Comparative study of antigen retrieval heating methods: Microwave, microwave and pressure cooker, autoclave, and steamer

Clive R. Taylor, Shan Rong Shi, Chen Chen, Lillian Young, Christina Yang, Richard J. Cote

Research output: Contribution to journalArticlepeer-review

131 Scopus citations


We present a study comparing the most popular heating methods currently used for antigen retrieval (AR) immunostaining: the microwave oven, microwave with pressure cooker, autoclave, and steamer heating. A panel of 21 antibodies was tested on formalin fixed, paraffin embedded sections using these heating methods and Tris-HCl buffer, pH 9.5, plus 5% urea as the AR solution. Three observers independently evaluated the intensity of AR immunostaining. All heating methods yielded good results for AR immunostaining. There were only minor differences among the heating methods for AR when the optimal concentration of primary antibody for normal immunostaining was used; however, background staining may occasionally be troublesome if antibodies are not retitrated and diluted further for use on tissues after AR. Significant differences were observed only after further dilution of the primary antibodies; the microwave pressure cooker, extended microwave heating (5 min x 4) and autoclave heating then showed a similar intensity of staining that was stronger than results obtained with the steamer (20 min) or regular microwave heating (5 min x 2). Extension of the steamer heating time, however, yielded equivalent results. This study indicates that different heating methods can yield similar intensities of AIR immunostaining if the heating times are adjusted appropriately. It is noteworthy that, in general, the adjusted conditions for maximal retrieval differ from those most widely cited in the literature, or recommended by manufacturers. That several heating devices may provide similar results permits the use of different AR heating methods according to the equipment available. This study also is an early step in standardizing the AR immunostaining protocol by providing uniform conditions for 'maximal retrieval' as a common end point for all laboratories.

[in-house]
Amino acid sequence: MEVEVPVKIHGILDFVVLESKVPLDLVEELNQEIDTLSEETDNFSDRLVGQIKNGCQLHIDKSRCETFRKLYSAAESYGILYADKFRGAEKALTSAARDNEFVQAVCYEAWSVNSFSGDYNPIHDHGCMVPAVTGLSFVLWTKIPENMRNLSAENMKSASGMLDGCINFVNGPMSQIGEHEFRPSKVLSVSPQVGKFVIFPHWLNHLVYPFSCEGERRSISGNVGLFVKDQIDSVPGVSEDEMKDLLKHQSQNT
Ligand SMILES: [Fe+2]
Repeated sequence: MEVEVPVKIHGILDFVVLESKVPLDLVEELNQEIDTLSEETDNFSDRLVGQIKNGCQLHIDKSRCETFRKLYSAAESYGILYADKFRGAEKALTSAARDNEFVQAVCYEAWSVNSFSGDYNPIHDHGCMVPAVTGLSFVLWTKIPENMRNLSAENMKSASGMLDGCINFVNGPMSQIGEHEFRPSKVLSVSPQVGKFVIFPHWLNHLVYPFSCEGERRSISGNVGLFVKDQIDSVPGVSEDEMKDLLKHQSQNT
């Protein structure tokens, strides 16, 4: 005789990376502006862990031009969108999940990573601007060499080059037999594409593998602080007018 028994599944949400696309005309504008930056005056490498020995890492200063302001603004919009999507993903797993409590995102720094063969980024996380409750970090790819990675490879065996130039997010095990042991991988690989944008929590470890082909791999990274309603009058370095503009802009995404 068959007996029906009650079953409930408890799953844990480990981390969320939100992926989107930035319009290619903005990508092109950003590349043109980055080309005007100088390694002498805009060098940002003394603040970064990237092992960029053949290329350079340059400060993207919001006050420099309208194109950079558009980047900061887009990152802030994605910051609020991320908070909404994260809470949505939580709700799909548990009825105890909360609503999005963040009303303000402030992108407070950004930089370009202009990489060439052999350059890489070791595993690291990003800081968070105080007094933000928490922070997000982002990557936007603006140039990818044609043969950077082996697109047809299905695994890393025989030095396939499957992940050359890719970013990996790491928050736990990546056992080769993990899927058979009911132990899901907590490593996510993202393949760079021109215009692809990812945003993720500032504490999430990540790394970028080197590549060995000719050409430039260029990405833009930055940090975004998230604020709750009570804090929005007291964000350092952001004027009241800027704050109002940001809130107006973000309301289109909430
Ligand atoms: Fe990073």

Original languageEnglish
Pages (from-to)263-270
Number of pages8
JournalBiotechnic and Histochemistry
Issue number5
StatePublished - Sep 1996


  • antibody
  • antigen retrieval
  • autoclave
  • formalin fixation
  • immunohistochemistry
  • paraffin sections
  • pressure cooker


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